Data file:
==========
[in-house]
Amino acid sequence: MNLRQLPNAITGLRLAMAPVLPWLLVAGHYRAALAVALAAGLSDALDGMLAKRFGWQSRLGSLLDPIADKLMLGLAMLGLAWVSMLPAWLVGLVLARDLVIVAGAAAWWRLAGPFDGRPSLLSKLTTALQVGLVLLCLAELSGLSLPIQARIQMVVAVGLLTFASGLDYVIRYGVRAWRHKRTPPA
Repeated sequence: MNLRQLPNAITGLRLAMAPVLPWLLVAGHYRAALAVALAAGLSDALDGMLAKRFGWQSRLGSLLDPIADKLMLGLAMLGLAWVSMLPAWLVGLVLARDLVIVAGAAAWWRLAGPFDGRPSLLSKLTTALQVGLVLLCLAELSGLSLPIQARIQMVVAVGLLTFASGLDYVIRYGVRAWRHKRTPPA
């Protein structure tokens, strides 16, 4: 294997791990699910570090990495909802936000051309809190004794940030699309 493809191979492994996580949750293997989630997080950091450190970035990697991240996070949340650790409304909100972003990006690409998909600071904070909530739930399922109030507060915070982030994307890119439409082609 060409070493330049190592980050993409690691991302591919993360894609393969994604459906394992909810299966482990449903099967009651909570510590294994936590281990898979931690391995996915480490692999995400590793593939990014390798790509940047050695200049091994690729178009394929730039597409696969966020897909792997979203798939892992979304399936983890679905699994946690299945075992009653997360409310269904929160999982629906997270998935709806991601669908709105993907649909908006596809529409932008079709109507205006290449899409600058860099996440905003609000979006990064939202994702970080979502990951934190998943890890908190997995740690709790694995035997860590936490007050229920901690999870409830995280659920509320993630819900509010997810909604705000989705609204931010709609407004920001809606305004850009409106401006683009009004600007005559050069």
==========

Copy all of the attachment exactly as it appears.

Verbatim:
[in-house]
Amino acid sequence: MNLRQLPNAITGLRLAMAPVLPWLLVAGHYRAALAVALAAGLSDALDGMLAKRFGWQSRLGSLLDPIADKLMLGLAMLGLAWVSMLPAWLVGLVLARDLVIVAGAAAWWRLAGPFDGRPSLLSKLTTALQVGLVLLCLAELSGLSLPIQARIQMVVAVGLLTFASGLDYVIRYGVRAWRHKRTPPA
Repeated sequence: MNLRQLPNAITGLRLAMAPVLPWLLVAGHYRAALAVALAAGLSDALDGMLAKRFGWQSRLGSLLDPIADKLMLGLAMLGLAWVSMLPAWLVGLVLARDLVIVAGAAAWWRLAGPFDGRPSLLSKLTTALQVGLVLLCLAELSGLSLPIQARIQMVVAVGLLTFASGLDYVIRYGVRAWRHKRTPPA
């Protein structure tokens, strides 16, 4: 294997791990699910570090990495909802936000051309809190004794940030699309 493809191979492994996580949750293997989630997080950091450190970035990697991240996070949340650790409304909100972003990006690409998909600071904070909530739930399922109030507060915070982030994307890119439409082609 060409070493330049190592980050993409690691991302591919993360894609393969994604459906394992909810299966482990449903099967009651909570510590294994936590281990898979931690391995996915480490692999995400590793593939990014390798790509940047050695200049091994690729178009394929730039597409696969966020897909792997979203798939892992979304399936983890679905699994946690299945075992009653997360409310269904929160999982629906997270998935709806991601669908709105993907649909908006596809529409932008079709109507205006290449899409600058860099996440905003609000979006990064939202994702970080979502990951934190998943890890908190997995740690709790694995035997860590936490007050229920901690999870409830995280659920509320993630819900509010997810909604705000989705609204931010709609407004920001809606305004850009409106401006683009009004600007005559050069």